We decided to make the last analysis of phrases this year optimistic: there are fewer mistakes, and those that do happen are not so critical. The bulk of inaccuracies is the choice of the wrong word or the omission of the right part of speech. This is what we decided to dedicate today's review.
He should have retired a long time ago
Mistranslated: It was high time him to retire
At the end of the year, some fatigue accumulates from correcting the same type of errors.
Those who regularly follow our reviews know that we are fiercely struggling with literal translation. The first example, sorry for the tautology, is a clear example of this. At the beginning is the pronoun "him", which is correctly translated as him . Our user quite correctly translated the beginning of the phrase - It was high time ... (It was time to ...) But its end was confused, because the desire to translate the phrase literally burst in and insert it into him . However, if the phrase it's high time... were checked in a dictionary or on the Internet, then the correct continuation would definitely be found for it - It's high time FOR somebody to do something . And this means that you need to put the preposition for before him .
In a word, it should have turned out like this: It was high time for him to retire.
He really shouldn't be hungry.
Mistranslated: He is not must be hungry
The error in this sentence is what is called, "button accordion". It is related to the modal verb must. Three things can be said about the modal verb:
- It is always an auxiliary verb.
- It does not change over time.
- After it, the second verb comes without to and any endings.
Pay attention to point 1. What other auxiliary verbs do you know? Is , was , will , have etc. Now form a negative shape from the bottom. It should be is not , was not , have not , etc. Accordingly, from must , the negative form should sound like must not .
Also, point 1 means that other auxiliary verbs are not applied to must itself, that is, is is clearly superfluous. Therefore, given the above, we should get:
He must not be hungry.
PS But we also added "in fact" - in fact , for example. In fact, he must not be hungry.
He doesn't love her, he has his eye on her money
Mistranslation: He does not love her he loves money
But with this phrase we are at war for a long time and so far unsuccessfully. The phrase "put your eye on", sorry for some sarcasm, as soon as it was not translated: and put his eye on , and have his eye on ... All this notorious literal translation! In principle, our user's version is correct, but there are two "buts". Firstly, “to love” and “to lay eyes on”, you see, are slightly different things. And secondly, love twice is an obvious tautology. But we will accept this option.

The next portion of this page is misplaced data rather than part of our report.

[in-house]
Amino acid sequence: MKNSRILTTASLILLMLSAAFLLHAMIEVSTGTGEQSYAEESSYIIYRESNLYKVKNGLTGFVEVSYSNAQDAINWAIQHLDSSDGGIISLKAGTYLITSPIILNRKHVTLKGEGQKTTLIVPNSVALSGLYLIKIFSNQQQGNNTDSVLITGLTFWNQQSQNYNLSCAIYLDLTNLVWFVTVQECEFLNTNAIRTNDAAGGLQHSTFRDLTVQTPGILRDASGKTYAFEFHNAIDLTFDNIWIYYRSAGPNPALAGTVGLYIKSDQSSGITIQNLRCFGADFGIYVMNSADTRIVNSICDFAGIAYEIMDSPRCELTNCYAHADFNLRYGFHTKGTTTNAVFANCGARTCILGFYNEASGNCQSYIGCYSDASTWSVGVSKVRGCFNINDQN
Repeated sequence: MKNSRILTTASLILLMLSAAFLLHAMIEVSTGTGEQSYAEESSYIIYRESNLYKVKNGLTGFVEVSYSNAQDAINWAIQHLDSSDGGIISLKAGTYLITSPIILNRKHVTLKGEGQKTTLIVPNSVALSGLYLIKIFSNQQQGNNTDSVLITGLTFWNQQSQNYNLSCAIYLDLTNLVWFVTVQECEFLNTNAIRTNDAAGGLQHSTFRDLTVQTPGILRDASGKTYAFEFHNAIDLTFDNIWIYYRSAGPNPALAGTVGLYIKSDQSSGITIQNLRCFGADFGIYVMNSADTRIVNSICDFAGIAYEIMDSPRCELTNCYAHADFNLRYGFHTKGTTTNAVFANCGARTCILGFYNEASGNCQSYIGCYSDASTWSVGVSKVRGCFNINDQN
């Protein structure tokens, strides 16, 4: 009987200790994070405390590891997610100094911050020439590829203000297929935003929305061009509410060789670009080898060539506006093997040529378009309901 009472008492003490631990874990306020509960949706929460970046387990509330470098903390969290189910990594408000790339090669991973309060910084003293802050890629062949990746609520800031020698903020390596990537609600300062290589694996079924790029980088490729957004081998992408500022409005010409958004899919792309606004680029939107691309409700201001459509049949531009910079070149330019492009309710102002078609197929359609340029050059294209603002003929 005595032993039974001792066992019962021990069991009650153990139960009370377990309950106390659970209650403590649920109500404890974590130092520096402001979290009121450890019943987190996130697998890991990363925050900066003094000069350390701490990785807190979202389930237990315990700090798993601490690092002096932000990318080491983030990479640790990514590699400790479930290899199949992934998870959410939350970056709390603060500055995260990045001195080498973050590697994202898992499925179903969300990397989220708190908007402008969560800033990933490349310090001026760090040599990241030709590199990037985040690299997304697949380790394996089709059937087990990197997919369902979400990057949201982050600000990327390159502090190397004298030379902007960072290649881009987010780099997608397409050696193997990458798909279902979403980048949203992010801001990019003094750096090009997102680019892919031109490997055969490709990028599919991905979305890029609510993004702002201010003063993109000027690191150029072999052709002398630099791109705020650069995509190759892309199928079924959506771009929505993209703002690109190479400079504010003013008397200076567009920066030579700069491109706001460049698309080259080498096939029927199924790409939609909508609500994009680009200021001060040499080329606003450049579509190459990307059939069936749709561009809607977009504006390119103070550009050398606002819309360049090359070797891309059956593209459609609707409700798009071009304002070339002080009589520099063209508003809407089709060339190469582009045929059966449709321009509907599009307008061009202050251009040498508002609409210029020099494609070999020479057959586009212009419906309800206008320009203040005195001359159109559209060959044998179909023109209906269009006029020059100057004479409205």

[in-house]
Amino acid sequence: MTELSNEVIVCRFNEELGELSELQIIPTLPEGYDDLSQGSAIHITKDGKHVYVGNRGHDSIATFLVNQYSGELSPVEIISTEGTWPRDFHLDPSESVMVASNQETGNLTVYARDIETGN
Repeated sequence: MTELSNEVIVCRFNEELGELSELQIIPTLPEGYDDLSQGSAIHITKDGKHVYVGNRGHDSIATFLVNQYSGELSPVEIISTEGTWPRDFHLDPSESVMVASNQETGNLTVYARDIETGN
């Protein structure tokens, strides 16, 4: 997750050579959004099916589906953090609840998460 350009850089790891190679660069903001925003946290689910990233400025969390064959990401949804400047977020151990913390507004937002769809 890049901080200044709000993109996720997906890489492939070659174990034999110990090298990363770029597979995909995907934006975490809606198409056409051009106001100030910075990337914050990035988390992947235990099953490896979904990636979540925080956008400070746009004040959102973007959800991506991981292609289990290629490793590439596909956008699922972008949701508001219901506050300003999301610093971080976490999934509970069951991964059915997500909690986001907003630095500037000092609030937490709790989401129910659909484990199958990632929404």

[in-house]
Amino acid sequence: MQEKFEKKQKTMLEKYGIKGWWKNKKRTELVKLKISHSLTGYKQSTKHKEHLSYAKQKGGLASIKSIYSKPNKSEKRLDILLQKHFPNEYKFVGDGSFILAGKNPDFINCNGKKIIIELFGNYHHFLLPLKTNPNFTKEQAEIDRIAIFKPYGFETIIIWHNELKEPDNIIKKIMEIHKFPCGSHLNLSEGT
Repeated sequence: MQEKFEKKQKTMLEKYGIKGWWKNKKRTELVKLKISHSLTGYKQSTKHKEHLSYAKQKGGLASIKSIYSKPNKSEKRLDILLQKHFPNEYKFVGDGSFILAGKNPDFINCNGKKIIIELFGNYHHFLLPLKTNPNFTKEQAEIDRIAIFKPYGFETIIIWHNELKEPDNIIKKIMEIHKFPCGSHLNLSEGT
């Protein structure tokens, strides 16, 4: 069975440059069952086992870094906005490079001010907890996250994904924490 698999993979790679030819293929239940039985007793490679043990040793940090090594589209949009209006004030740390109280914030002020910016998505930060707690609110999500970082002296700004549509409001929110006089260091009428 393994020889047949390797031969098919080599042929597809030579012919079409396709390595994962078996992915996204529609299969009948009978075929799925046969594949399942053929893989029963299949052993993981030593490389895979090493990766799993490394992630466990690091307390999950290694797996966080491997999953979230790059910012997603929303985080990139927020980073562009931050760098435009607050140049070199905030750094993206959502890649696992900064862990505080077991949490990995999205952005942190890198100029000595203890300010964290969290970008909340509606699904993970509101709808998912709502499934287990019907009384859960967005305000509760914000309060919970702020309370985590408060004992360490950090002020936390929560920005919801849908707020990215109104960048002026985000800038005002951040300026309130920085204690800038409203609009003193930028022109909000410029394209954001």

But here is a quite nice expression that does not even contain the word eye - eye . It sounds like this - be into something . So, ideally, the translation can be voiced like this: He does not love her, he is into her money.
Spring hello everyone! We hope that with the advent of spring and warm days, your desire to comprehend the depths of the English language has not dried up a single gram. That's why we present you a selection of fresh phrases from the warm-up, in which our users often make mistakes.
Phrase number 1: So refuse!
User translation: Just go back!
What kind of translation options have not “suffered” the word “refuse” for the entire time the existence of this phrase in the warm-up. From the recent we can offer: disagree, reject, deny, give in and our today's option is go back. Go back, as you know, is "to return." This option doesn't work at all. It is clear that our users often, if they do not know the translation, try to convey descriptively. This is not a good habit, as it gives options like reject or deny. Recall that reject is “to reject, reject something”, and not to refuse yourself. Deny is "to deny". Suitable verbs can be 'call off' or 'give up'. Let's not forget that after them you need to put an addition (something to refuse). Universal addition is it.
So the correct options would be 'Call it off' or 'Give it up'.
Phrase #2: Just falling apart.
User translation: Simply apart on the piece.
This phrase is also from the series "long-suffering". Firstly, in the Russian version there is no “I”, but it is clear that we are talking about me. But in English, this “I” should be, since according to the rule of word order, there must be a subject (who does).
Secondly, our user used the word apart as "disintegrate". But “disintegrate” is a verb, and apart is an adverb “to pieces”. "Disintegrate" is 'break', 'fall apart', 'crush', etc.
Thirdly, although we speak Russian ON the part, in English you cannot use the preposition on, because it means “on the surface of something” (on the table, on the floor, on the roof). There is a good stable expression - into pieces. You can also take the option of our user - apart.
So, taking into account all the errors in the output, we should get the following possible options:
I just fell apart.
I just break into pieces.
I just crush into pieces.
Phrase #3: The rose is my favorite flower.
User variant: My love flowers is rose.
As teachers, we often encounter the fact that the word “beloved” is translated by analogy with the Russian language using the same root words like love and like. Love is the verb "to love", this word does not translate as "beloved". In addition, there is the word favorite, which just needs to be memorized. It has nothing to do with love or like, but is always translated as "beloved".
Also, you most likely noticed that we have one flower, and our user translated it in the plural - flowers. It is clear that the ending -s is superfluous.
And last but not least. Before the names of plants, animals, etc. in the singular you need to put the article: or the, or a . In general, any countable noun in the singular must be preceded by an article.
So, at the output we should get: My favorite flower is the/ a rose.